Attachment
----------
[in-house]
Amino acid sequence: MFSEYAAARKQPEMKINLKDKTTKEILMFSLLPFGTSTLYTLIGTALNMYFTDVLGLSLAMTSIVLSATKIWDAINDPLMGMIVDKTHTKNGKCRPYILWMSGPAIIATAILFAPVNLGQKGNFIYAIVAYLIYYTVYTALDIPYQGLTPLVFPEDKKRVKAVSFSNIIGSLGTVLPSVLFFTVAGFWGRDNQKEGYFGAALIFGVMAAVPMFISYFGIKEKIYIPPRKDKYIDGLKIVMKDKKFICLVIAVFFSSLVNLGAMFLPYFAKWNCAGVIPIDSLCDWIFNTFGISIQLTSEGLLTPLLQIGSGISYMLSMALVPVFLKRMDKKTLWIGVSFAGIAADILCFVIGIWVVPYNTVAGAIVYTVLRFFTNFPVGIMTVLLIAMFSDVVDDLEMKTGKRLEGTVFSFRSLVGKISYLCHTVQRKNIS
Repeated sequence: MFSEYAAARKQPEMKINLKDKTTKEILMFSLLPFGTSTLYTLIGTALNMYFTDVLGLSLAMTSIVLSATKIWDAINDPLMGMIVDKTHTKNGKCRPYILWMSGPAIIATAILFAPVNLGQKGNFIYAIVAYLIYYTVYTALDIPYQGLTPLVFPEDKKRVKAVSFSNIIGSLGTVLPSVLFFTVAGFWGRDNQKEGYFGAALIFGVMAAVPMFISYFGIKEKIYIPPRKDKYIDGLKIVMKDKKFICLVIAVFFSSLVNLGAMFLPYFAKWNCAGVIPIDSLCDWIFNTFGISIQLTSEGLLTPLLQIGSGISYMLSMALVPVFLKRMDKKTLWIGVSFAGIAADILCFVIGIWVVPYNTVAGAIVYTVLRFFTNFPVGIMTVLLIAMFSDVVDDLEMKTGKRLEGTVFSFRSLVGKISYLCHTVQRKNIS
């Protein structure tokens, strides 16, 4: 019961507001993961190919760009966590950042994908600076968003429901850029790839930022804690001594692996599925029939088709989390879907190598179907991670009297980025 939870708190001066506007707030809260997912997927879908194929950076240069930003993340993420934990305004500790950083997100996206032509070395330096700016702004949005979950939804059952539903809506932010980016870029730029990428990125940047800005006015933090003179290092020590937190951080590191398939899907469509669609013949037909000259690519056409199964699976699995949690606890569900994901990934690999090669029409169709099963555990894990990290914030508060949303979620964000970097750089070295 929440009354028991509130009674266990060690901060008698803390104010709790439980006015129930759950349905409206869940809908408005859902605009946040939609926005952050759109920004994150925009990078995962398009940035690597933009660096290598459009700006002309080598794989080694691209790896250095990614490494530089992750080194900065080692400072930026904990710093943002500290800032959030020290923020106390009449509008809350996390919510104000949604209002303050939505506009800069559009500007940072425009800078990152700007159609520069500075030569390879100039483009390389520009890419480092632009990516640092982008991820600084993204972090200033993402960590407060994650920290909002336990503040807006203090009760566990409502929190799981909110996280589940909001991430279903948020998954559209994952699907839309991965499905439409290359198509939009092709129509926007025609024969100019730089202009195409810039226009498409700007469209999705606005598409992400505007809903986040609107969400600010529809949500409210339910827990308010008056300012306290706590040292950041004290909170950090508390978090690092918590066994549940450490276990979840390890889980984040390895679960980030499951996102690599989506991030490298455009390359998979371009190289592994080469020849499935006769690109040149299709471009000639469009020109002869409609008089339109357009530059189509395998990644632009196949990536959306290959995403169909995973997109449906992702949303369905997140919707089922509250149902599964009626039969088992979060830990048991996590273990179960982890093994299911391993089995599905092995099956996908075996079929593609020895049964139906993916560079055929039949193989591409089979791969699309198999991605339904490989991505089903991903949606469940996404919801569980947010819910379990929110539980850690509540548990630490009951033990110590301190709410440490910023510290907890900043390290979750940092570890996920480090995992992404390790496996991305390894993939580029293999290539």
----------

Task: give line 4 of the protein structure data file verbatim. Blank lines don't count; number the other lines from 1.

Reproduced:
């Protein structure tokens, strides 16, 4: 019961507001993961190919760009966590950042994908600076968003429901850029790839930022804690001594692996599925029939088709989390879907190598179907991670009297980025 939870708190001066506007707030809260997912997927879908194929950076240069930003993340993420934990305004500790950083997100996206032509070395330096700016702004949005979950939804059952539903809506932010980016870029730029990428990125940047800005006015933090003179290092020590937190951080590191398939899907469509669609013949037909000259690519056409199964699976699995949690606890569900994901990934690999090669029409169709099963555990894990990290914030508060949303979620964000970097750089070295 929440009354028991509130009674266990060690901060008698803390104010709790439980006015129930759950349905409206869940809908408005859902605009946040939609926005952050759109920004994150925009990078995962398009940035690597933009660096290598459009700006002309080598794989080694691209790896250095990614490494530089992750080194900065080692400072930026904990710093943002500290800032959030020290923020106390009449509008809350996390919510104000949604209002303050939505506009800069559009500007940072425009800078990152700007159609520069500075030569390879100039483009390389520009890419480092632009990516640092982008991820600084993204972090200033993402960590407060994650920290909002336990503040807006203090009760566990409502929190799981909110996280589940909001991430279903948020998954559209994952699907839309991965499905439409290359198509939009092709129509926007025609024969100019730089202009195409810039226009498409700007469209999705606005598409992400505007809903986040609107969400600010529809949500409210339910827990308010008056300012306290706590040292950041004290909170950090508390978090690092918590066994549940450490276990979840390890889980984040390895679960980030499951996102690599989506991030490298455009390359998979371009190289592994080469020849499935006769690109040149299709471009000639469009020109002869409609008089339109357009530059189509395998990644632009196949990536959306290959995403169909995973997109449906992702949303369905997140919707089922509250149902599964009626039969088992979060830990048991996590273990179960982890093994299911391993089995599905092995099956996908075996079929593609020895049964139906993916560079055929039949193989591409089979791969699309198999991605339904490989991505089903991903949606469940996404919801569980947010819910379990929110539980850690509540548990630490009951033990110590301190709410440490910023510290907890900043390290979750940092570890996920480090995992992404390790496996991305390894993939580029293999290539």